What Eckhaus Latta sent out this season was one of their most concise and quintessential collections ever. “It’s about feeling more free,” said Mike Eckhaus and Zoe Latta. “Really feeling yourself, coming out of the past year-and-a-half and wanting to feel sexy and confident and free.” Garments were filmy, thin dust-colored layers of nylon layered together, ivory cotton dresses and bodysuits with oval cutouts and hundreds of snaps, and airy shirts in lime and faux leather jackets in cinnamon left open. Pieces were named after transient, erotic words: vapor turtleneck, undone jumpsuit, wisp dress. The torsos were out, the nipples were out, and in a statement of intent: models wore black thongs instead of the industry-standard beige. This collection felt like a Helmut Lang tribute, even if this wasn’t the intention. Back to the designers – both Latta and Eckhaus had a reckoning with their own bodies this past year; she became a first-time mother, he had a breakup and then the requisite hot boy summer. “We’re going through different things, but we both have a desire to just be fucking real,” said Latta.
Like many people during this period, Zoe Latta and Mike Eckhaus had a mood rollercoaster. As the duo explained on a Zoom call with Vogue that bummed-out vibe provided a creative spark, suggesting that their focus ought to be on comforting shapes and textures and a somber palette. The Eckhaus Latta duo went on to report that, thankfully, they are feeling more optimistic now – and that they are eager to get back to fashion business as usual, with live events and people around, but in the meantime, like the rest of us, they’re making do. Perhaps accidentally, it’s that sentiment that served as the red thread through their autumn-winter 2021 outing. The most arresting idea the designers explored this time out was the deconstruction of familiar silhouettes in ways that created artful voids in the clothes or that made them adaptable into different forms. It was a poetic expression of our current state, a year into the pandemic. Eckhaus and Latta also played with optical patterns, like trippy rib knits and a black-and-white jacquard, and with ways of giving a sense of hand to synthetic fabrics. The collection was small, but thorough; every look was wholly considered, from form to detail. Perhaps the collection’s most admirable quality, though, was its grit – though we often look to fashion for fantasies of the future, that kind of grounded approach is necessary. This Eckhaus Latta line-up not only captured the general mood, but somehow it made it look… cool.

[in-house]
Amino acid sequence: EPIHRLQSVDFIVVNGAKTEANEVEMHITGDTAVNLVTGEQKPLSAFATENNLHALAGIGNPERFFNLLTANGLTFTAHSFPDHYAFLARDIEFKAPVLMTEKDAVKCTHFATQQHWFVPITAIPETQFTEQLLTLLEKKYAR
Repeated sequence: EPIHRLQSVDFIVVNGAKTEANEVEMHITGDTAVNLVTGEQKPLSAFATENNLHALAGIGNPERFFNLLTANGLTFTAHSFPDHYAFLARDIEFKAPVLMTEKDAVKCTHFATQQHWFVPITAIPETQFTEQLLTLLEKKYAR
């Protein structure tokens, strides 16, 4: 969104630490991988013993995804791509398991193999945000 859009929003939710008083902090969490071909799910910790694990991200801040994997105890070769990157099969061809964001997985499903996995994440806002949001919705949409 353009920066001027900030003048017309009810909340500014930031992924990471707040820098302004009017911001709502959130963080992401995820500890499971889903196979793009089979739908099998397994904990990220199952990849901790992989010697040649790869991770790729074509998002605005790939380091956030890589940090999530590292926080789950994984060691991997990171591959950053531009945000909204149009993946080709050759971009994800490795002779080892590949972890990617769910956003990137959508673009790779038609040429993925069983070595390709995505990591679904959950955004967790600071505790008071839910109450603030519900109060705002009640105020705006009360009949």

I loved Eckhaus Latta‘s spring-summer 2021 collection for its honesty and rawness. Walking became, thanks to COVID, pretty much everyone’s primary outdoor activity these days. As a parallel to that, the show celebrated this fact. It was staged outdoors, underneath a section of New York’s FDR Drive where a long, straight jogging path provided a runway, and with a bare minimum of fuss: hair au naturel, model-applied makeup, no soundtrack, just an abbreviated collection and the train rumbling by now and then. “We wanted it to feel, like, no spectacle,” Mike Eckhaus explained after the show. “Like the models could just be going out for a walk with their friends.” The clothes matched that easygoing manner. There were stylish sweats, of course, but also baggy jeans and knit suiting and gingham tops with the airiness of wind-borne kites. The most fitted looks were knit and the most tailored were done of featherweight nylon, the material often patchworked together in tonal color blocks. These were casual items, but every garment seemed to have been hand-worked, and that gave this collection a bit of emotional undertow; in a socially distanced era, it felt as though Eckhaus and Zoe Latta were communicating touch through their clothes. That was true of the collection’s ornate crochets, but it was also true of the hand-dyed jeans and the burnout florals. Smart, authentic, durable clothes for the new reality.